A Pet-Friendly Home: Selecting a Suitable House for Your Furry Friend
There’s a lot to consider when looking for a new home. Square footage, storage space, the condition of the roof, and location are all important factors. Among all the details of financing, packing, and home inspections, it can be easy to overlook a house’s suitability for the family dog. Remember that dogs are affected by their surroundings just as people are, and a house with insufficient space and no place for your pet to stretch his legs can become a problem for you and your pup. When you’re in the market for a new home, remember that your dog is a member of the family and, as such, deserves consideration, too. Whether you choose to purchase a home may not hinge on whether it’s a good fit for your dog, but you can help make the transition easier by ticking off a few “must have” features.
Location and neighborhood
Finding a good location means more than just a pleasant neighborhood to take your dog for a walk around, or one that’s near a park. Check into any local ordinances requiring you to keep your dog indoors or on a leash. Sometimes, neighborhood associations have rules prohibiting pet ownership or that prevent owners from allowing their dogs to be kept outside where their barking may become an annoyance to neighbors. Failing to comply may mean a fine or even some form of legal action. Look for neighborhoods that cater to dog owners, especially those that have a pet-friendly park or dog-walking trails nearby.
Space and layout are always key considerations when purchasing a home for your family. Don’t forget to factor in your dog’s needs when assessing whether a house has enough room inside and out. Is there enough room for your pet to move around freely inside and run and play outside? This is an important point, because you won’t always be able to take him for a walk around the block or for a romp in the park. He’ll need his own space to run around in. You’ll also need a secure fence, one that’s tall and strong enough to keep your dog from running away or getting into a neighbor’s yard. If your dog has mobility issues or is old and in a weakened condition, remember that climbing stairs could be a problem, especially if they aren’t carpeted. Floor-level windows can give your dog a convenient escape route if left open. A pet door or opening can be a great convenience as long as your yard is secure.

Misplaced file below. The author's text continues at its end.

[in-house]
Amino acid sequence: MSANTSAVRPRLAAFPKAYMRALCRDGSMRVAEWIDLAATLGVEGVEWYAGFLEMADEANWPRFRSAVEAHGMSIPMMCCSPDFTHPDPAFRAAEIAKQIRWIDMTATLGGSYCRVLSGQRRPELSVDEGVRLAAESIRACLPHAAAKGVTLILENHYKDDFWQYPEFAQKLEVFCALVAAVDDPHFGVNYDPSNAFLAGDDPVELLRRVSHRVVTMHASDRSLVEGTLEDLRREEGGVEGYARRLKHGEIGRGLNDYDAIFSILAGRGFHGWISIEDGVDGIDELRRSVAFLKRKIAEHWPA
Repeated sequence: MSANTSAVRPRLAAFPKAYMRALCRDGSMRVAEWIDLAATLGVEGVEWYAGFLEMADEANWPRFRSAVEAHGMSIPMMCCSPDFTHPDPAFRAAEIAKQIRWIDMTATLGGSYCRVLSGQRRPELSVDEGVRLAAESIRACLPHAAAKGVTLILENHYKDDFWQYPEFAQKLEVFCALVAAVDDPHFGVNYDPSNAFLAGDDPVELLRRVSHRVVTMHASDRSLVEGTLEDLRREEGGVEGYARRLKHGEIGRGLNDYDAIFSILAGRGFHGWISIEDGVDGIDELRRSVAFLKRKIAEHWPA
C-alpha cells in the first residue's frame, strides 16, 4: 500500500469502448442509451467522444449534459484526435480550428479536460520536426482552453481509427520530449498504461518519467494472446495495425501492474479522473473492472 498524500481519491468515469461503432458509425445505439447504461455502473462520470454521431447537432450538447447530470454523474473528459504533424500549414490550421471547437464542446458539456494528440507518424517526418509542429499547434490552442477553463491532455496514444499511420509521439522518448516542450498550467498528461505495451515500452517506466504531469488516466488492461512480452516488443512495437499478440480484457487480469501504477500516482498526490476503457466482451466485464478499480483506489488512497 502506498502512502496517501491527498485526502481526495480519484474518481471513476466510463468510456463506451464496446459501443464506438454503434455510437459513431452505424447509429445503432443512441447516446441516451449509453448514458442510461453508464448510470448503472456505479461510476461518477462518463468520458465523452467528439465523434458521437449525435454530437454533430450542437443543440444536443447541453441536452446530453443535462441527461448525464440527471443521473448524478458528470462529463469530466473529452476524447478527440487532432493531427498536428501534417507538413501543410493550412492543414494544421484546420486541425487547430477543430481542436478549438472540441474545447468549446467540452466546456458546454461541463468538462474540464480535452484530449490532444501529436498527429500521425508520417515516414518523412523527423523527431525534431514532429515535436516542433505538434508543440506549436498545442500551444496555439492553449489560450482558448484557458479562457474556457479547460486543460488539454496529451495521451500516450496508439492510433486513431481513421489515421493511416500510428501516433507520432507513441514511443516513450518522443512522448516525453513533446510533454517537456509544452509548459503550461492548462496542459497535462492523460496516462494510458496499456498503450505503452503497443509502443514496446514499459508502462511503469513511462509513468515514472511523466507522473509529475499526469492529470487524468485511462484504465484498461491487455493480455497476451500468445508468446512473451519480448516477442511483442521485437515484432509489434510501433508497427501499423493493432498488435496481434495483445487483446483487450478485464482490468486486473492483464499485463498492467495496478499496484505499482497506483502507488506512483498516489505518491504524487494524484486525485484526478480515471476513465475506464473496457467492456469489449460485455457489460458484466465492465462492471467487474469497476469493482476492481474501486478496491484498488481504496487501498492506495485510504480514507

If you have a large dog, check out the nearby parks. Often, they’ll have an area set aside where dogs can run and socialize. This can be a real blessing if your yard is on the small side. It’s also a good way to get to know neighbors and other dog owners in the area, and for spending some quality time with your furry friend.
Once you’ve decided to buy, and you’re busy packing and preparing to move, don’t forget that your dog will need some emotional support as he tries to acclimate to his new surroundings. Try to keep things as normal as possible. Feed him at the same time each day and don’t skip your evening walk. Don’t pack your dog’s belongings all at once; instead, try packing a few items at a time to minimize the disruption. When moving day arrives, you can make things considerably easier by boarding your pet at a dog-sitting service, where he can socialize with other dogs, or by keeping him at a friend’s house, away from all the chaos at home. Once you’re all moved in, spend some time playing with or holding your pet to make him feel at ease amid his strange, new surroundings.
Remember that pets have to get used to a new living space, just as people do. Some make the transition easier than others. Try to minimize the shock of new smells and sights by maintaining a normal routine before and after you’ve moved. The more time you can spend with your pooch, the more comfortable he’ll be amid all the hubbub and turmoil of a move.
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